The wave of claims by the newly unemployed has overwhelmed some state agencies that handle the paperwork, with the jobless workers forced to wait hours in line at offices or online if they were filing electronically. Jobless claim websites in some states, including New York and Oregon, have crashed in the wave of claims.  

Retail stores, restaurants, gyms and the travel industry have been especially slammed by the coronavirus, but layoffs are also increasing in manufacturing, warehousing, transportation and some white-collar professions. 

FILE - The Macy's store at the popular Tyson's Corner Center sits closed Monday, March 30, 2020, in McLean, Va., a Washington, D.C., suburb.

An estimated 190,000 stores have closed, about half of the country’s retail space. Such major retailers as Macy’s, Kohl’s and Gap have collectively laid off 290,000 workers. Other retailers have furloughed thousands more.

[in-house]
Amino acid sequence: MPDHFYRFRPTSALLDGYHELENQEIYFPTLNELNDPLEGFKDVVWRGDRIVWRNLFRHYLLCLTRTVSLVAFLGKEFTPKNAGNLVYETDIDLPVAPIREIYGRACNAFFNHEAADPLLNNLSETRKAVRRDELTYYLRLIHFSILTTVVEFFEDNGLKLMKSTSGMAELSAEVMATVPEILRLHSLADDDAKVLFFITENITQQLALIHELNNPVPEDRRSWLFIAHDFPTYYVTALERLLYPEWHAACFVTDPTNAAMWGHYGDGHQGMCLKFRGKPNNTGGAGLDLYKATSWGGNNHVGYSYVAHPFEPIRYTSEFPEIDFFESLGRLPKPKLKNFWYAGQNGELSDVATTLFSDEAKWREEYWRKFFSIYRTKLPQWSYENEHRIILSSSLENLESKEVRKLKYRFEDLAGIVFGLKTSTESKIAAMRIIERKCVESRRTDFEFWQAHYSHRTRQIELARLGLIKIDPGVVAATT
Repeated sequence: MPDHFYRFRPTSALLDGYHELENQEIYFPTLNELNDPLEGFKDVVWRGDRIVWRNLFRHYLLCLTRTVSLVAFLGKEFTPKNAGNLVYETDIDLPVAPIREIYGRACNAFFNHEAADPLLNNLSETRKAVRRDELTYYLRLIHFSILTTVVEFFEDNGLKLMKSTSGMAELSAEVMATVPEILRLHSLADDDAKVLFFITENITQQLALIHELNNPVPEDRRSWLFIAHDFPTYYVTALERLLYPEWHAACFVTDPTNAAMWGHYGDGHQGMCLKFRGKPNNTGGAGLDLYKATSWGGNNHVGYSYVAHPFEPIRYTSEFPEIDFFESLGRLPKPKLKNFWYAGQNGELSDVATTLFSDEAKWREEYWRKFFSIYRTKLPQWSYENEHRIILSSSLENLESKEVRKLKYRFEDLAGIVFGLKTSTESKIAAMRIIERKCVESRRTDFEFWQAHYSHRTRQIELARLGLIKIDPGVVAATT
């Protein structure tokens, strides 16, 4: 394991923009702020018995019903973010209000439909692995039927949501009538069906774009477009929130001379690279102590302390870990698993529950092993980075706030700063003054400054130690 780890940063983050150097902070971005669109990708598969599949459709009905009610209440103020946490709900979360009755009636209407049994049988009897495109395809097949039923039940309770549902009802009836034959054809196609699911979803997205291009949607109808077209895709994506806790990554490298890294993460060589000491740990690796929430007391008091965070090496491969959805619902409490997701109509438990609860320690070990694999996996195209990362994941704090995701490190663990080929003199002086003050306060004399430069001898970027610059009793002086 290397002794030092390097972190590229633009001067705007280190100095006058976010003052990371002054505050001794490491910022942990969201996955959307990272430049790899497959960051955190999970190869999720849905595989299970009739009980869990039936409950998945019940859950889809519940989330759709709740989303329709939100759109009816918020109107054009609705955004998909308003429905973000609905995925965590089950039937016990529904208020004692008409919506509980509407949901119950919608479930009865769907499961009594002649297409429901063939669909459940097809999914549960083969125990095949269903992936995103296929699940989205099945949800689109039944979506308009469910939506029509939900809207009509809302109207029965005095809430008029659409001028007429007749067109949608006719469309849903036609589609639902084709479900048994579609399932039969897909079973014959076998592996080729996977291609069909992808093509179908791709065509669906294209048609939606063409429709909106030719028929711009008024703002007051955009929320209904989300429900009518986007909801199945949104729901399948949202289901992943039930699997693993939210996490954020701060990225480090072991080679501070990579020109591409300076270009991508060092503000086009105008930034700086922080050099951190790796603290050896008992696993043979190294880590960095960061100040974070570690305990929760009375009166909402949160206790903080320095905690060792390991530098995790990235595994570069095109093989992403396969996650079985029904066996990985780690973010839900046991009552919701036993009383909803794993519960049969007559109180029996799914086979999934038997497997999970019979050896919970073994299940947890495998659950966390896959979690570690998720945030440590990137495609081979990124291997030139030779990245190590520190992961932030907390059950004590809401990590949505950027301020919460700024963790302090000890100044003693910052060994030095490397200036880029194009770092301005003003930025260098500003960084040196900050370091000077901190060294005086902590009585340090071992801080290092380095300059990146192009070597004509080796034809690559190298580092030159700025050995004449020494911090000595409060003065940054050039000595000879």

Investment banker Goldman Sachs Group has predicted that the U.S. gross domestic product, it output of goods and services will plunge by an annualized 34% in the April-to-June period, compared to its earlier estimate of 24%.  

Goldman Sachs economists said the U.S. jobless rate would soar to 15% by mid-year, an estimate that would leave 25 million workers unemployed. 

James Bullard, president of the Federal Reserve Bank of St. Louis, Missouri, predicted the unemployment rate may climb to 30% in the second quarter because of the business shutdowns, with a steep 50% drop in the gross domestic product. 

Normally, laid-off workers claiming unemployment compensation are paid a fraction of their regular salaries, a sort of stop-gap personal funding.  

But the massive $2 trillion coronavirus rescue package that Trump signed into law two weeks ago includes $250 billion for bigger jobless payments that will benefit the newly unemployed at a time when the U.S. economy is facing unparalleled challenges.  

The law extends jobless insurance from 26 to 39 weeks and increases the payouts to the jobless by $600 a week for four months above what states would normally pay the unemployed.  

In addition, for the first time, freelancers and gig workers, such as Uber drivers, will be eligible.